February 12, 2009

C.U. Helps Students, Alumni in Job Hunt

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Whether seeking a job as a second semester senior, or looking for a mid-career job change, the job search is never easy, especially in today’s historically bad economy. Cornell Career Services and the Office of Alumni Affairs are at work helping current Cornell students and University alumni in finding employment.
Though not a placement agency, the Career Services office edits resumes, conducts mock interviews and organizes career fairs.
“We hope we play a very important role in preparing students to get jobs on their own,” Rebecca Sparrow, director of Cornell Career Services, explained.
Their office aims to teach students how to approach the jon search. The skills that you highlight for one job may not apply to another.
“Anybody can find a first job … the key is having the right skills to find the second one or the third one,” said Christa Downey, assistant dean and director of Career Services for the College of Arts and Science.
Career Services serves out-of-work Cornell alumni as well. Up to five years after graduation, alumni have the option of using Cornell CareerNet, a service enabling employers to post their company’s most recent job openings. To date, over 34,159 profiles have been created on the site, including 6,045 that have been activated since January. Alumni that have graduated more than five years ago can sign up for Experience, which lists openings that require more prior work experience.
With over 80 percent of job applicants finding work through word of mouth, the Office of Alumni Affairs believes that the ability to find a job hinges on social networking. To this end, they have sponsored the Cornell Entrepreneur Network, which organizes events in New York City, Boston and San Francisco. These events have attracted over 4,000 alumni per year.
“Our role is to introduce alumni to each other so they can benefit from the extended network of 210,000 living alumni,” said Shannon Murray, senior director of Cornell business communities at the Office of Alumni Affairs.
In 2009, the alumni affairs office plans to launch Cornell Connect. The application will feature a directory, job postings and messaging capabilities. Cornell Connect will hope to follow the success of the the Cornell linked-in group, which almost 11,000 alumni have already joined.
Karin Ash, director of the career management center at the Johnson Graduate School of Management, also focuses on social networking as a means to search for work.
“So much of what happens in the MBA world is through internship recruiting … meaning that you are much more likely to get hired from a job where you previously interned,” Ash said.
The business school anticipates the economic downturn’s effect on jobs and is beginning making preparations last June to introduce new programs for students. This fall, they matched 220 alumni with individual students to offer them advice for their career pursuit.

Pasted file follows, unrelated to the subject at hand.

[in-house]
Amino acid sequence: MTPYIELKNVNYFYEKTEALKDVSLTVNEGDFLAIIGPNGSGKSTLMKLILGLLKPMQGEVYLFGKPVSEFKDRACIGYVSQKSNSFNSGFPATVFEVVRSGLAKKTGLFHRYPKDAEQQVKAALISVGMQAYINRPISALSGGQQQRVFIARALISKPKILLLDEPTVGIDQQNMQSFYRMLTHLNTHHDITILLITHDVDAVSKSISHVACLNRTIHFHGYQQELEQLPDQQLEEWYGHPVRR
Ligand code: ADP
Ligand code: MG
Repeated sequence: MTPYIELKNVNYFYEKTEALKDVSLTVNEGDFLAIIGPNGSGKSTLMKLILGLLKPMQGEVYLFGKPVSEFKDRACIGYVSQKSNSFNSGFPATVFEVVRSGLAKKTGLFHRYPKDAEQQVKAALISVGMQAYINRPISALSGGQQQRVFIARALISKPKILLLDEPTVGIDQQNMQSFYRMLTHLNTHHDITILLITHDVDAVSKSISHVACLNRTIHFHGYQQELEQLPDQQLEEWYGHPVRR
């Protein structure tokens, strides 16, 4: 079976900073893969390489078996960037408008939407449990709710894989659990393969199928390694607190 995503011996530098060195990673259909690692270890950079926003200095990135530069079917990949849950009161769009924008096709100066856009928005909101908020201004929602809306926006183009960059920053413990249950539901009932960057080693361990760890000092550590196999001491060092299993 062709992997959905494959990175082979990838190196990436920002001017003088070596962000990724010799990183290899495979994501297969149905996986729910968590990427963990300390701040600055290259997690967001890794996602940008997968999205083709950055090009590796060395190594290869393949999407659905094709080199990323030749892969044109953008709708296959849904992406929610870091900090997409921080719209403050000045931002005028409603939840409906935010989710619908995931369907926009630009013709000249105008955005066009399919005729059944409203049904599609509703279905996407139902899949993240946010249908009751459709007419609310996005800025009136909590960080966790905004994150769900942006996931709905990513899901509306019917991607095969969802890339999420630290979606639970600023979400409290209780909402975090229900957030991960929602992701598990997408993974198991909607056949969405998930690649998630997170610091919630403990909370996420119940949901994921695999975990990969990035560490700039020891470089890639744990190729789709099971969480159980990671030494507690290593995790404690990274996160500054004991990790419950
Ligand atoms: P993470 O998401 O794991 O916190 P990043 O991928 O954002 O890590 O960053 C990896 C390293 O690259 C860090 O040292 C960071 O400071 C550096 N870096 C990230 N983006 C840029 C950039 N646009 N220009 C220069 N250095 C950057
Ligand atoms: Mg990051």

Yet there are still questions about the effectiveness of the Career Services and Alumni Affairs offices in their ability to actually obtain jobs for students and alumni. Though the Career Services office does provide counseling, it focuses more on current students and recent graduates and lacks the resources necessary to accommodate all alumni. Many alumni do not even think to reach out to Cornell if they are in need of work.
“We don’t have a career services agency for [the needs of] all alumni out there, aside from helping them think about what their strategy should be,” Sparrow said. “It would require us to look very closely at bringing in people with different types of expertise, such as mid-life career counselors.”
Another possibility is to follow the lead of other universities around the country and create a director of alumni and career services. A single director could centralize career advising, so that Cornell students and graduates would know exactly where they need to turn to in order to find work.
“Many schools have a director of alumni career services whose responsibilities include counseling, webinars and regional career networking events,” Murray said. “We’re looking at what other schools provide right now to think about what services are needed by Cornell’s alumni.”
The job search, however, may be toughest on Cornell international graduates who must secure a visa before they can legally be employed. Though international students can obtain a practical training extension that allows them to work in the U.S. for up to a year after graduation, they must be sponsored by their employer to obtain a work visa — only 65,000 of which are handed out each year by the government.
“International students don’t have as much flexibility as U.S. students because their visas are contingent on employment,” Brendan O’Brien, director of the International Students and Scholars Office, explained. “If they are fired, their visas expire.”
International students often must return home or to school if they are laid-off.